S. E. Massengill Company

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S. E. Massengill Company was a pharmaceutical company started in 1898. It was founded by Samuel Evans Massengill, who graduated from the University of Nashville Medical School, but decided to manufacture drugs rather than practice medicine himself.[1] By 1937, it employed more than 200 people in Bristol, Tennessee, including six graduate pharmaceutical chemists.

The company was responsible for the elixir sulfanilamide disaster of 1937, described as one of the most consequential mass poisonings of the 20th century.[2] In that year, the company introduced a new product, Elixir Sulfanilamide, which used toxic diethylene glycol as a solvent, leading to the deaths of at least 100 people in 15 states. The company claimed it was unaware diethylene glycol was toxic, although at least 2 previous studies found it to be so. S.E. Massengill placed the product on the market with no safety testing, only appearance, fragrance, and taste tests. The resulting scandal led to the passage of the 1938 Federal Food, Drug, and Cosmetic Act.[1]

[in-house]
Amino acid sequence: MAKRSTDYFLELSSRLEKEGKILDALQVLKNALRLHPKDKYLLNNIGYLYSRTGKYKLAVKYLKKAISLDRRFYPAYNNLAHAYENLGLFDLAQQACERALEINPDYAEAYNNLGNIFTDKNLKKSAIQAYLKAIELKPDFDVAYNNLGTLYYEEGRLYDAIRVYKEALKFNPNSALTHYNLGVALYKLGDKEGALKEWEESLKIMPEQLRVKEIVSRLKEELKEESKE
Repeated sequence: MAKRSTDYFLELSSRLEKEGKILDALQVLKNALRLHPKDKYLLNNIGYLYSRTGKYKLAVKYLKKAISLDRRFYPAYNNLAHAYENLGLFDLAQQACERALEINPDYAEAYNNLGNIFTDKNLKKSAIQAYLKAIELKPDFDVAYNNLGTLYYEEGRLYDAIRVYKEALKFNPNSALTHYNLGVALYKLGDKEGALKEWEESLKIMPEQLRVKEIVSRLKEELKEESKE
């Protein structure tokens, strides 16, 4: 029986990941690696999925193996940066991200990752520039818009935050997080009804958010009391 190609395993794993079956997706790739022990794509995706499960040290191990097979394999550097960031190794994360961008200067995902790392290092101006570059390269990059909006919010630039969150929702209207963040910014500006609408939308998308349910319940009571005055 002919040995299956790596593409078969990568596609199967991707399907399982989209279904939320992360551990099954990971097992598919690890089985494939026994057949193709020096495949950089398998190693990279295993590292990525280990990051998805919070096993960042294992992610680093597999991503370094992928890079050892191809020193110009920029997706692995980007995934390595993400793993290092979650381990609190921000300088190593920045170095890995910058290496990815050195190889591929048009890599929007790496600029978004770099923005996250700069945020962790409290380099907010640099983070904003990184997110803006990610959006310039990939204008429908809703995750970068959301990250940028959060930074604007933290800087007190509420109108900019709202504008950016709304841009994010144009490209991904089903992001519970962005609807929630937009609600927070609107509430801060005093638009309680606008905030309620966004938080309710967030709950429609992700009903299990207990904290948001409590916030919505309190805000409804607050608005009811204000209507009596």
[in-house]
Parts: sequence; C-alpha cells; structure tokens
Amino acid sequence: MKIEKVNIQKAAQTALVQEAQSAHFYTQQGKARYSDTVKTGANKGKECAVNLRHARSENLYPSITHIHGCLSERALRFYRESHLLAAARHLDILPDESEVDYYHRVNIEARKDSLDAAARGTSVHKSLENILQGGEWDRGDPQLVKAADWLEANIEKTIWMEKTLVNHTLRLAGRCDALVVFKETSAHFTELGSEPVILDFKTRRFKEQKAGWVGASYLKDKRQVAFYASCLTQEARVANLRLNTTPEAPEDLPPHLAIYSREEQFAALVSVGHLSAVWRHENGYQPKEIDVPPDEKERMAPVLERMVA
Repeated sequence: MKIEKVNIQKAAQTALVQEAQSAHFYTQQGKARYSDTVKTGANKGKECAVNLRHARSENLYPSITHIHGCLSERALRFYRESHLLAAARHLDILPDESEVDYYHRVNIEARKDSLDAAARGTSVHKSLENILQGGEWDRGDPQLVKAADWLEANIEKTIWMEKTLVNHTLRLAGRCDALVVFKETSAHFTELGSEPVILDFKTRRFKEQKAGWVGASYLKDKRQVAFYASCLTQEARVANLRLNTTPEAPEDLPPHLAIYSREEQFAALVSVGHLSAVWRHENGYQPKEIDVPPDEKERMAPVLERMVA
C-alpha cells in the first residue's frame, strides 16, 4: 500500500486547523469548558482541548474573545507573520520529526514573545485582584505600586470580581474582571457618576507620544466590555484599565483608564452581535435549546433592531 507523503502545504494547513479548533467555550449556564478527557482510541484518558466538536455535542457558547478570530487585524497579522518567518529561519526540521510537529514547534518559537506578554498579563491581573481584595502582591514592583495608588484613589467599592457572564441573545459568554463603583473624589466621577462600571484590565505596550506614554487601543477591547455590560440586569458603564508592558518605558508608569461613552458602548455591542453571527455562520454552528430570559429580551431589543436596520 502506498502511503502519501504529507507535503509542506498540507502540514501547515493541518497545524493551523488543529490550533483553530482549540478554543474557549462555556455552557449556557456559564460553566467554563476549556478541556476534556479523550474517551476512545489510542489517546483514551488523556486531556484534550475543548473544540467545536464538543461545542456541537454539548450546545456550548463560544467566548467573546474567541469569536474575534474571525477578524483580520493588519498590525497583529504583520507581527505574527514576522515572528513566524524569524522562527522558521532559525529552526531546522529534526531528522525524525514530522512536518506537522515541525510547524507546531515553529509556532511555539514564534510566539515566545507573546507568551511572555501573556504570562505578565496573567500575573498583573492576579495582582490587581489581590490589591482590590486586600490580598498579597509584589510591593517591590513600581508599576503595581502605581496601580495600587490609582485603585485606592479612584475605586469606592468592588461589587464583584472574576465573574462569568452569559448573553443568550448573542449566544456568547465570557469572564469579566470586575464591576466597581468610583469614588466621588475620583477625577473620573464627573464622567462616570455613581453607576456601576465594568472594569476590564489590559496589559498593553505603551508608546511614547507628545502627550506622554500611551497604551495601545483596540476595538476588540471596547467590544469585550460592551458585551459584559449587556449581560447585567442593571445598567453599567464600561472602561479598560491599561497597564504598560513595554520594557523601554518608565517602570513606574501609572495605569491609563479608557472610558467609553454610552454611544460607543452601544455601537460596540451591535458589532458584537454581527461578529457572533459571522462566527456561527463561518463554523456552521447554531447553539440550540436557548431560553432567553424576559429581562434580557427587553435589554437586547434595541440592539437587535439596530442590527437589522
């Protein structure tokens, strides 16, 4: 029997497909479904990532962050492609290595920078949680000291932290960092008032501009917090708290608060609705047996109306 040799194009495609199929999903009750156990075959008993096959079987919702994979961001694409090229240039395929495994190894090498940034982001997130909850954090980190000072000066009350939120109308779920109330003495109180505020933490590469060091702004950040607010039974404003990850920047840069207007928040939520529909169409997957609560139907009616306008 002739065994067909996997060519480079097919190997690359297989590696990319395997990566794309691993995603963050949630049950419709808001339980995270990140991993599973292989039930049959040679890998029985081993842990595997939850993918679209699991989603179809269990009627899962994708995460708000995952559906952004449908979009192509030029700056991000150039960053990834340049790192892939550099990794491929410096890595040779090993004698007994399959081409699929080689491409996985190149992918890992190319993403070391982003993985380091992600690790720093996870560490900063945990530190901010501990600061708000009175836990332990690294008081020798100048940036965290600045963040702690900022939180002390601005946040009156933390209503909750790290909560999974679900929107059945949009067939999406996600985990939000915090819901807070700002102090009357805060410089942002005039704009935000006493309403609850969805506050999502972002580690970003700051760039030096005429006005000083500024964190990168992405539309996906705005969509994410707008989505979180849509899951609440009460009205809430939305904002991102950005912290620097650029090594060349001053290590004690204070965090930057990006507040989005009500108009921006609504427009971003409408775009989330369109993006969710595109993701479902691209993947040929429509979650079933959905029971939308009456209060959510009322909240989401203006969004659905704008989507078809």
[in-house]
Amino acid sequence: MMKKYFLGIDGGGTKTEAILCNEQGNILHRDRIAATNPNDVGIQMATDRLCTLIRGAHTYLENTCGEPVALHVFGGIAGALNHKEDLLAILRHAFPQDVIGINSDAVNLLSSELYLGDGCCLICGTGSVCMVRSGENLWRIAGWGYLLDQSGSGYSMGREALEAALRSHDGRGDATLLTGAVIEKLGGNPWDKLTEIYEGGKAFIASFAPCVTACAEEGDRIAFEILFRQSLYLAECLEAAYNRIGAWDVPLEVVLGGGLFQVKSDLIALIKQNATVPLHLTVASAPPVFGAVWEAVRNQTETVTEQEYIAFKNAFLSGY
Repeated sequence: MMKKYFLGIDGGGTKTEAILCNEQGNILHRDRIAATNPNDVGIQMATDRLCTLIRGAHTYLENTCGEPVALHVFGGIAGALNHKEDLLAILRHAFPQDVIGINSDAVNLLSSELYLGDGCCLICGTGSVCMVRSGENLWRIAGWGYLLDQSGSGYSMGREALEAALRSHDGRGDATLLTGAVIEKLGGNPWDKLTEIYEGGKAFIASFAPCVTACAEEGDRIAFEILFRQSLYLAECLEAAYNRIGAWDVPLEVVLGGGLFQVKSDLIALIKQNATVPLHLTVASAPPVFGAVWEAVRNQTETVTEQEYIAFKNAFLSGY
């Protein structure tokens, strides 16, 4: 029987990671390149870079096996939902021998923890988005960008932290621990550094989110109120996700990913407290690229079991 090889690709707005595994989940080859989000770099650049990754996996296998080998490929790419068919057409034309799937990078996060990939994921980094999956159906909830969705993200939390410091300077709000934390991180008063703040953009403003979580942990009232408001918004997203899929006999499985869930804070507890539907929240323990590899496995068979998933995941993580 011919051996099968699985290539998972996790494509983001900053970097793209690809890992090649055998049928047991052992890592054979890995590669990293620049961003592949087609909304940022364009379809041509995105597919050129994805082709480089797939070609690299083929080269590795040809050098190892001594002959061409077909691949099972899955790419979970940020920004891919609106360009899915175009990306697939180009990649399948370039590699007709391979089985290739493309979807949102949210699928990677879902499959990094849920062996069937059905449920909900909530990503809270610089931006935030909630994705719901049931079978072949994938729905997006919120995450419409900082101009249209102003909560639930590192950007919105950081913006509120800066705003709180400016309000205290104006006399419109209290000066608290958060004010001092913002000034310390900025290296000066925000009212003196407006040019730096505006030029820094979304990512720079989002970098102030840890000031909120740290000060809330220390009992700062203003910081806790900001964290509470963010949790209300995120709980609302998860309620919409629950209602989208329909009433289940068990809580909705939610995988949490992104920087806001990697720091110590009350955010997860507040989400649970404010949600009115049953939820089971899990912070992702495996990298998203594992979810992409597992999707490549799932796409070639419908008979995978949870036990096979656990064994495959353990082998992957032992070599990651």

The Massengill company continued to operate as a family-owned pharmaceutical firm until it was acquired in 1971 by Beecham plc., itself later merged into SmithKline Beecham in 1989, and since 2000 merged into GlaxoSmithKline.[3]

On December 20, 2011, Massengill along with other non-core Consumer Healthcare OTC products were sold to Prestige Brands Holdings, Inc. for £426m ($660m).[4]

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References[edit]

  1. ^ a b "Medicine: Post-Mortem". Time magazine. December 20, 1937. Retrieved 2009-07-19. "Then, two months ago, fatality knocked at its door. A new mixture of a new drug (sulfanilamide) with a new solvent (diethylene glycol), which Dr. Massengill's salesmen sold as Elixir Sulfanilamide-Massengill, was discovered to be killing its users" 
  2. ^ Wax, P.M. Elixirs, Diluents, and the Passage of the 1938 Federal Food, Drug and Cosmetic Act. Ann. Intern. Med. March 15, 1995 122(6):456–461.
  3. ^ Mark S. Lesney, The ghosts of pharma past, Modern Drug Discovery, January 2004
  4. ^ "GlaxoSmithKline provides update on divestment of non-core over-the-counter (OTC) brands". December 20, 2011. Retrieved February 8, 2012.